Saudi women's desire to drive 'understandable': Merkel
Germany's first female chancellor, Angela Merkel, believes a campaign by Saudi women to lift a ban on them driving is "understandable", her spokesman said Wednesday.
Asked about comments by US Secretary of State Hillary Clinton, who on Tuesday publicly threw her support behind the push by Saudi women, Merkel's spokesman Steffen Seibert indicated the German leader was also sympathetic to the cause.
"The chancellor finds Saudi women's desire to drive understandable," he told a regular government news conference.
"When she was in Saudi Arabia (on an official visit in February 2007), women expressed this wish to her."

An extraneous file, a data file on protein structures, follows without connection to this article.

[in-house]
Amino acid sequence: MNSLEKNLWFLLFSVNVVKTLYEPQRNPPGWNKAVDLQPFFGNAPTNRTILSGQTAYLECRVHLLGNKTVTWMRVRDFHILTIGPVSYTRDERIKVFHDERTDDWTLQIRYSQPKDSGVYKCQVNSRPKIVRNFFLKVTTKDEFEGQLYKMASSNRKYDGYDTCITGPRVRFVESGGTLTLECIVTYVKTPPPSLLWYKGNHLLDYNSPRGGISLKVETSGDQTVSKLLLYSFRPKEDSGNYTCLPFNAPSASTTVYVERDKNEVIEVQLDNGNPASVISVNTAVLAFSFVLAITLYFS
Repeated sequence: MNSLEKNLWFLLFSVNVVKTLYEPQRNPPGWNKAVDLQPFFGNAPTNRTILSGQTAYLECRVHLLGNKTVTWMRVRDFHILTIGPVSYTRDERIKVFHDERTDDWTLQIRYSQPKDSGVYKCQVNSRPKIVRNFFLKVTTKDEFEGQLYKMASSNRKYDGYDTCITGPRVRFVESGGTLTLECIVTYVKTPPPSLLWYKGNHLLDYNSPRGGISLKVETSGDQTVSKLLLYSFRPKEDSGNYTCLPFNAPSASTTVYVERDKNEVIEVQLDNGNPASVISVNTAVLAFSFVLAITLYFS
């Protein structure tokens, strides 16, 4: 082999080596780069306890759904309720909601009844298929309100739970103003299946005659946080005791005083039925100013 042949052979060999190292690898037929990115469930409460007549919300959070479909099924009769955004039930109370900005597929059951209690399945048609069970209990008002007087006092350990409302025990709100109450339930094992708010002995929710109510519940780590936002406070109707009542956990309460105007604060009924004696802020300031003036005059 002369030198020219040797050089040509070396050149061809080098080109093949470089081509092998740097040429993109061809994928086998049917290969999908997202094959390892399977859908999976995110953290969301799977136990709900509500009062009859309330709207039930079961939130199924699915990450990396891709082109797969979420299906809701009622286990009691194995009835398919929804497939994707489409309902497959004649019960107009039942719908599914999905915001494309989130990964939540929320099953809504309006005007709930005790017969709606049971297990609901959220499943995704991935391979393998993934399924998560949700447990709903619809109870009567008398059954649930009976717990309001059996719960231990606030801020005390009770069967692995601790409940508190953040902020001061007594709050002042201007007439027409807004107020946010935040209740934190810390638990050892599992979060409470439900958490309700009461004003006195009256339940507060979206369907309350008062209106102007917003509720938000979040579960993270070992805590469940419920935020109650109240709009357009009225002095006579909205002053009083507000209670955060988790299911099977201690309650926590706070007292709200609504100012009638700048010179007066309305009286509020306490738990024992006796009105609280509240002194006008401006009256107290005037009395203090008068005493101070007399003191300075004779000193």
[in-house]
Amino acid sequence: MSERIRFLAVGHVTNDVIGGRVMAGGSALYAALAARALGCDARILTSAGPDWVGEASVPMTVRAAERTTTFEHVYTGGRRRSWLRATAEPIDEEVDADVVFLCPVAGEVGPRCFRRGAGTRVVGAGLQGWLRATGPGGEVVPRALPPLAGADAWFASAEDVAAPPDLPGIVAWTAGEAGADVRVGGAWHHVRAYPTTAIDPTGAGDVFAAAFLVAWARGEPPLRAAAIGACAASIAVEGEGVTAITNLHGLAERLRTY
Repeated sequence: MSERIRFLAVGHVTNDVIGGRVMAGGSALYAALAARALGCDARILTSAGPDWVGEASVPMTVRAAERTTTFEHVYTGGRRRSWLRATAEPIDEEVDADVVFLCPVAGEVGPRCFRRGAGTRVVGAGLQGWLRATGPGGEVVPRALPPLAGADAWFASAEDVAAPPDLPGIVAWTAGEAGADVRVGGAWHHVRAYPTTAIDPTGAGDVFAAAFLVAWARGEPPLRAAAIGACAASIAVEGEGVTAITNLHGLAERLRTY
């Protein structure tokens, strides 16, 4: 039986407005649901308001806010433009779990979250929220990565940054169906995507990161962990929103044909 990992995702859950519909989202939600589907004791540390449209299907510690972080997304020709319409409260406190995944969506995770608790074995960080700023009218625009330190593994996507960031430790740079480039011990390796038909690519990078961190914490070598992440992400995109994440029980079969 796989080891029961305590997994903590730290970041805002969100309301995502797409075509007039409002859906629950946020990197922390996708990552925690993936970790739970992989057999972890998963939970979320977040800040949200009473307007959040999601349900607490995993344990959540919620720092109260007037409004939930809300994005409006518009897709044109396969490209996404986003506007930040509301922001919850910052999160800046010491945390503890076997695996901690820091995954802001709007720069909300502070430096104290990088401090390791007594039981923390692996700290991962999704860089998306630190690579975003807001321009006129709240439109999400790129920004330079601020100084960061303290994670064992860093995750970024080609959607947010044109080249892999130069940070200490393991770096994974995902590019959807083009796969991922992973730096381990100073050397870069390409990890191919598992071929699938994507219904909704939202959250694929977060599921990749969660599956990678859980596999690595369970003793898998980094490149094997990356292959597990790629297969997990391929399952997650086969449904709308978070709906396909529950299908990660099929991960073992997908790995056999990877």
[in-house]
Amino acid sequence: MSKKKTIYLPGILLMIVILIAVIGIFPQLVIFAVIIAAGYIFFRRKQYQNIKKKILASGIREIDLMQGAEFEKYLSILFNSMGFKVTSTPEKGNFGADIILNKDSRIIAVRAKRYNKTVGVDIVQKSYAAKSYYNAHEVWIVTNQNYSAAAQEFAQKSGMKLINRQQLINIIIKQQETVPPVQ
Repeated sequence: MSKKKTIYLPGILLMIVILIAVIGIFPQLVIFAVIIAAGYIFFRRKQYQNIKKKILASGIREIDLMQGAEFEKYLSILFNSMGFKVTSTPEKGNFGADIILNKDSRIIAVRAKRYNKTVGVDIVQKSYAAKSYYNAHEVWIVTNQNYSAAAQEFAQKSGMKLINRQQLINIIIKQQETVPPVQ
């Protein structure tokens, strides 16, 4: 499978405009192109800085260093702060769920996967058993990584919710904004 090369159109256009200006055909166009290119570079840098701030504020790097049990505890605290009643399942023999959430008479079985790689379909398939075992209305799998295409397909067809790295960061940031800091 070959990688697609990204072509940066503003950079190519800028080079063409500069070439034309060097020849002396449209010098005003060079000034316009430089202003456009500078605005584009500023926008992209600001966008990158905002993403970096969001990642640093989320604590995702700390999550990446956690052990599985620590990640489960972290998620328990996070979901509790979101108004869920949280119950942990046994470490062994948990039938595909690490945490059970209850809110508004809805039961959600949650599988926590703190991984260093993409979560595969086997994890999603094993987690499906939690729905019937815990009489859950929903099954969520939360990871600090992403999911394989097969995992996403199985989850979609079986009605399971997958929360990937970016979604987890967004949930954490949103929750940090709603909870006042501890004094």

Clinton went much further in her comments in Washington.
"What these women are doing is brave, and what they are seeking is right," Clinton said, ending what US officials had called quiet diplomacy toward a campaign by Saudi women to defy the ban.
"I'm moved by it (the campaign) and I support them," the chief US diplomat told reporters after Saudi women had urged her to publicly back their right-to-drive demands.
A number of Saudi women drove cars on Friday in response to calls for nationwide action to break what amounts to a traditional ban that is unique to the country, according to reports on social networks.
The call to defy the ban that spread through Facebook and Twitter is the largest en masse action since November 1990, when a group of 47 Saudi women were arrested and severely punished after demonstrating in cars.
Both Germany and the United States have close political and economic ties with the ultra-conservative, oil-rich kingdom and rarely criticise its policies in public.
© 2011 AFP